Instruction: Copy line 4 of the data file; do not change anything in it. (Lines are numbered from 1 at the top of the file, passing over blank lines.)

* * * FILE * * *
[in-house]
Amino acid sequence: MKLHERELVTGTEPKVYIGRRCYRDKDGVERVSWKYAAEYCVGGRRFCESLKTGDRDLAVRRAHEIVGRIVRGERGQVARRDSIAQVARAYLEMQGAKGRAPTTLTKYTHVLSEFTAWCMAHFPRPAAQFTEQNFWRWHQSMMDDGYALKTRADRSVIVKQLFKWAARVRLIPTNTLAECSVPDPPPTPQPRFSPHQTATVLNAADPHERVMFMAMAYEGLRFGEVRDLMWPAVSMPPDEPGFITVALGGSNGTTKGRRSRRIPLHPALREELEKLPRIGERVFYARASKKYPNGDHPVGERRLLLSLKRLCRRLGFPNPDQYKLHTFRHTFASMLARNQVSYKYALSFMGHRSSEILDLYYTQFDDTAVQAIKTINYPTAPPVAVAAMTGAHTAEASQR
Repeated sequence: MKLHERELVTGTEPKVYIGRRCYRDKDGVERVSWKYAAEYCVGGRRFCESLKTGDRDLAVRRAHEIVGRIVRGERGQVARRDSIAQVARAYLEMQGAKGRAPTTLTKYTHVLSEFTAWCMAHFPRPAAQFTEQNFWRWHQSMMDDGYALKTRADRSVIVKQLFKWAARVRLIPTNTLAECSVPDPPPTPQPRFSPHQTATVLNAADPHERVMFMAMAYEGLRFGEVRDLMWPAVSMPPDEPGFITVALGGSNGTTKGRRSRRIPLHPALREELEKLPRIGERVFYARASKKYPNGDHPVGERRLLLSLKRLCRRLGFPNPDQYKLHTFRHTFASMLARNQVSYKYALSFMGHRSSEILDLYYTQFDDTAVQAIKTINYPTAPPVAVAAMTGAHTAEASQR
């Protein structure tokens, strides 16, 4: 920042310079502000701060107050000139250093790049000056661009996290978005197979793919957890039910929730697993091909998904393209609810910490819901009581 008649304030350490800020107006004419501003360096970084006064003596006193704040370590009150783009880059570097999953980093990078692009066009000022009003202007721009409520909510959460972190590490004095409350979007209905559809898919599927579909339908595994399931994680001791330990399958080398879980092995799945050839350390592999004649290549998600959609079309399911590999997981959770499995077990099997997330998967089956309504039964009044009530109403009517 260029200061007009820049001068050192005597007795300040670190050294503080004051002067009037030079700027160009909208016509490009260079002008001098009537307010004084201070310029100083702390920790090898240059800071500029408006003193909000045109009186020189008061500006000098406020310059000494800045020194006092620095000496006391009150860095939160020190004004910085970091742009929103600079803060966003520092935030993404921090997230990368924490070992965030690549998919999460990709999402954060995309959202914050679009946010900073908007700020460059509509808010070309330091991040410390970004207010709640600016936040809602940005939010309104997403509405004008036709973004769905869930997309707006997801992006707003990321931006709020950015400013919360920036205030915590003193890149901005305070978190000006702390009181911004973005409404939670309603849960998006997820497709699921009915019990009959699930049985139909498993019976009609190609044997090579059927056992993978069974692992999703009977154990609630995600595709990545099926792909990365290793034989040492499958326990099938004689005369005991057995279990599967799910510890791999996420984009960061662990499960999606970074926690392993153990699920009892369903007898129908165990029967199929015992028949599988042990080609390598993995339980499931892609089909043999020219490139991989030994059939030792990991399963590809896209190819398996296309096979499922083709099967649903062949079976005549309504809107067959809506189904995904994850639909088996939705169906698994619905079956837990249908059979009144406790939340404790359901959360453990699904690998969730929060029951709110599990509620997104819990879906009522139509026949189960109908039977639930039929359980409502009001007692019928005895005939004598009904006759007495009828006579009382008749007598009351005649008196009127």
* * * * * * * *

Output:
């Protein structure tokens, strides 16, 4: 920042310079502000701060107050000139250093790049000056661009996290978005197979793919957890039910929730697993091909998904393209609810910490819901009581 008649304030350490800020107006004419501003360096970084006064003596006193704040370590009150783009880059570097999953980093990078692009066009000022009003202007721009409520909510959460972190590490004095409350979007209905559809898919599927579909339908595994399931994680001791330990399958080398879980092995799945050839350390592999004649290549998600959609079309399911590999997981959770499995077990099997997330998967089956309504039964009044009530109403009517 260029200061007009820049001068050192005597007795300040670190050294503080004051002067009037030079700027160009909208016509490009260079002008001098009537307010004084201070310029100083702390920790090898240059800071500029408006003193909000045109009186020189008061500006000098406020310059000494800045020194006092620095000496006391009150860095939160020190004004910085970091742009929103600079803060966003520092935030993404921090997230990368924490070992965030690549998919999460990709999402954060995309959202914050679009946010900073908007700020460059509509808010070309330091991040410390970004207010709640600016936040809602940005939010309104997403509405004008036709973004769905869930997309707006997801992006707003990321931006709020950015400013919360920036205030915590003193890149901005305070978190000006702390009181911004973005409404939670309603849960998006997820497709699921009915019990009959699930049985139909498993019976009609190609044997090579059927056992993978069974692992999703009977154990609630995600595709990545099926792909990365290793034989040492499958326990099938004689005369005991057995279990599967799910510890791999996420984009960061662990499960999606970074926690392993153990699920009892369903007898129908165990029967199929015992028949599988042990080609390598993995339980499931892609089909043999020219490139991989030994059939030792990991399963590809896209190819398996296309096979499922083709099967649903062949079976005549309504809107067959809506189904995904994850639909088996939705169906698994619905079956837990249908059979009144406790939340404790359901959360453990699904690998969730929060029951709110599990509620997104819990879906009522139509026949189960109908039977639930039929359980409502009001007692019928005895005939004598009904006759007495009828006579009382008749007598009351005649008196009127």